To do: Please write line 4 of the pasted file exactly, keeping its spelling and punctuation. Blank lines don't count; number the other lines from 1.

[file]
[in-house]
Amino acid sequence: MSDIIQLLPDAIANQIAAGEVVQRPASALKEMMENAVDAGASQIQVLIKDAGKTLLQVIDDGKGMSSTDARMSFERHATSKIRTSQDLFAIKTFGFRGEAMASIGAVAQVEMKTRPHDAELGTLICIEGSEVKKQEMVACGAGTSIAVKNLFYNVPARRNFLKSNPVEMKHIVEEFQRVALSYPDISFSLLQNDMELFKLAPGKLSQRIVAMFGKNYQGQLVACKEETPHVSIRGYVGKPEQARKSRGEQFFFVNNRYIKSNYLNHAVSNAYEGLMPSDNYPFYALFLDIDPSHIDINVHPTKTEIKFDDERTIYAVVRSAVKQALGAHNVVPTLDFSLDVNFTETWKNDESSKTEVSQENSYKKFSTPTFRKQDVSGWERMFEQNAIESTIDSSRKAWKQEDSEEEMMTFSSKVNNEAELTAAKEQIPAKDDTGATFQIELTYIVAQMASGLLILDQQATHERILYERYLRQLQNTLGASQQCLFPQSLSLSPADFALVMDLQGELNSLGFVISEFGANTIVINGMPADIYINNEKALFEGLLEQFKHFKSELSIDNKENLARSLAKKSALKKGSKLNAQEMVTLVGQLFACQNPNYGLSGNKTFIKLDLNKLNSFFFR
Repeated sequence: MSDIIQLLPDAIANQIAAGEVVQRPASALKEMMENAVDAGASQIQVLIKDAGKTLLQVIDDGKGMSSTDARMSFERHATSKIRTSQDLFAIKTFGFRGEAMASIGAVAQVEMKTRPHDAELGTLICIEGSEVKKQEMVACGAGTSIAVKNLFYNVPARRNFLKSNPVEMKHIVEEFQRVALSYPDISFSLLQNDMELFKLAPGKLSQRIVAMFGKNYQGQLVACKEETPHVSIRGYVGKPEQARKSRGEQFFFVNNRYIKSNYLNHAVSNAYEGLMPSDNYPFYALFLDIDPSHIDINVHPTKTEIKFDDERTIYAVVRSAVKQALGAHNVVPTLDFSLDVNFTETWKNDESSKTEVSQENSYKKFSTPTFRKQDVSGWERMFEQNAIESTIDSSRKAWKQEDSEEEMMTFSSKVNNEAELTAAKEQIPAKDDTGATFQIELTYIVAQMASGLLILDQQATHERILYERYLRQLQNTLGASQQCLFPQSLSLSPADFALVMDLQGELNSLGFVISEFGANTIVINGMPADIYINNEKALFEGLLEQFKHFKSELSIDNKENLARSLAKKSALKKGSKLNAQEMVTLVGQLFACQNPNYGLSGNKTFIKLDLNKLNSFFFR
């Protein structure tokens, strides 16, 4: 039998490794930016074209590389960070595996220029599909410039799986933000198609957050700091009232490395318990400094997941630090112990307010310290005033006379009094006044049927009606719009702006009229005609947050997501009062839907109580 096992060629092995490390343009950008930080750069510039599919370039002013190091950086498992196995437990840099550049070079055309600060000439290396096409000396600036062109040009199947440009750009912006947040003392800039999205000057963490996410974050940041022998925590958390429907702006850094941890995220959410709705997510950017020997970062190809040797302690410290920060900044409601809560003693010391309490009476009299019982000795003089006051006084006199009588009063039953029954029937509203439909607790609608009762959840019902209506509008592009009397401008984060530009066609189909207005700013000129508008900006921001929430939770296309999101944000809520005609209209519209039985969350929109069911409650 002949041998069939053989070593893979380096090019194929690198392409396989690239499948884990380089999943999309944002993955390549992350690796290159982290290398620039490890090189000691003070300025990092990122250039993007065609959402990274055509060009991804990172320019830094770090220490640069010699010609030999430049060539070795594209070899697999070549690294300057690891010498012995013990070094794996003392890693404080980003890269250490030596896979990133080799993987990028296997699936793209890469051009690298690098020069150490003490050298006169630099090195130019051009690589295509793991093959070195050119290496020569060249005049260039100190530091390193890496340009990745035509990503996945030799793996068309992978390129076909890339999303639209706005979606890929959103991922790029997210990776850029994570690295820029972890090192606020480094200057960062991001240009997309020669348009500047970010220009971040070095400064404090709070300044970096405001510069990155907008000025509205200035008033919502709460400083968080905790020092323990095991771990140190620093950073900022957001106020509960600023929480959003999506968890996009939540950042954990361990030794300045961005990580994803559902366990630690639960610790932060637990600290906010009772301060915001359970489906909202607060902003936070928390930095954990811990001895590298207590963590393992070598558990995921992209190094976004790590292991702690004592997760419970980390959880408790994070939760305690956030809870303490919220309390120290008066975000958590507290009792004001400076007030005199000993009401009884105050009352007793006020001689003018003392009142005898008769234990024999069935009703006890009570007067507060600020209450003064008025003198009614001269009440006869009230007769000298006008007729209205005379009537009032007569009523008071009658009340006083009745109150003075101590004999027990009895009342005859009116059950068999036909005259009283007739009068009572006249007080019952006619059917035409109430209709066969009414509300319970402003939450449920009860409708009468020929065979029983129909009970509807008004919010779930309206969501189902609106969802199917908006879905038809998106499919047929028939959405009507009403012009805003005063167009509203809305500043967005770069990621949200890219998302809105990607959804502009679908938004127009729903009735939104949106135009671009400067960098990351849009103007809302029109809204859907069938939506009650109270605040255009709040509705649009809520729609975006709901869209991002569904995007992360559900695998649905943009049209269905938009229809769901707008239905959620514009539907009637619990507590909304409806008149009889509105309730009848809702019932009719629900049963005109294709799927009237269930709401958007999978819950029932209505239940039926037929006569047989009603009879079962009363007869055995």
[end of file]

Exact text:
């Protein structure tokens, strides 16, 4: 039998490794930016074209590389960070595996220029599909410039799986933000198609957050700091009232490395318990400094997941630090112990307010310290005033006379009094006044049927009606719009702006009229005609947050997501009062839907109580 096992060629092995490390343009950008930080750069510039599919370039002013190091950086498992196995437990840099550049070079055309600060000439290396096409000396600036062109040009199947440009750009912006947040003392800039999205000057963490996410974050940041022998925590958390429907702006850094941890995220959410709705997510950017020997970062190809040797302690410290920060900044409601809560003693010391309490009476009299019982000795003089006051006084006199009588009063039953029954029937509203439909607790609608009762959840019902209506509008592009009397401008984060530009066609189909207005700013000129508008900006921001929430939770296309999101944000809520005609209209519209039985969350929109069911409650 002949041998069939053989070593893979380096090019194929690198392409396989690239499948884990380089999943999309944002993955390549992350690796290159982290290398620039490890090189000691003070300025990092990122250039993007065609959402990274055509060009991804990172320019830094770090220490640069010699010609030999430049060539070795594209070899697999070549690294300057690891010498012995013990070094794996003392890693404080980003890269250490030596896979990133080799993987990028296997699936793209890469051009690298690098020069150490003490050298006169630099090195130019051009690589295509793991093959070195050119290496020569060249005049260039100190530091390193890496340009990745035509990503996945030799793996068309992978390129076909890339999303639209706005979606890929959103991922790029997210990776850029994570690295820029972890090192606020480094200057960062991001240009997309020669348009500047970010220009971040070095400064404090709070300044970096405001510069990155907008000025509205200035008033919502709460400083968080905790020092323990095991771990140190620093950073900022957001106020509960600023929480959003999506968890996009939540950042954990361990030794300045961005990580994803559902366990630690639960610790932060637990600290906010009772301060915001359970489906909202607060902003936070928390930095954990811990001895590298207590963590393992070598558990995921992209190094976004790590292991702690004592997760419970980390959880408790994070939760305690956030809870303490919220309390120290008066975000958590507290009792004001400076007030005199000993009401009884105050009352007793006020001689003018003392009142005898008769234990024999069935009703006890009570007067507060600020209450003064008025003198009614001269009440006869009230007769000298006008007729209205005379009537009032007569009523008071009658009340006083009745109150003075101590004999027990009895009342005859009116059950068999036909005259009283007739009068009572006249007080019952006619059917035409109430209709066969009414509300319970402003939450449920009860409708009468020929065979029983129909009970509807008004919010779930309206969501189902609106969802199917908006879905038809998106499919047929028939959405009507009403012009805003005063167009509203809305500043967005770069990621949200890219998302809105990607959804502009679908938004127009729903009735939104949106135009671009400067960098990351849009103007809302029109809204859907069938939506009650109270605040255009709040509705649009809520729609975006709901869209991002569904995007992360559900695998649905943009049209269905938009229809769901707008239905959620514009539907009637619990507590909304409806008149009889509105309730009848809702019932009719629900049963005109294709799927009237269930709401958007999978819950029932209505239940039926037929006569047989009603009879079962009363007869055995």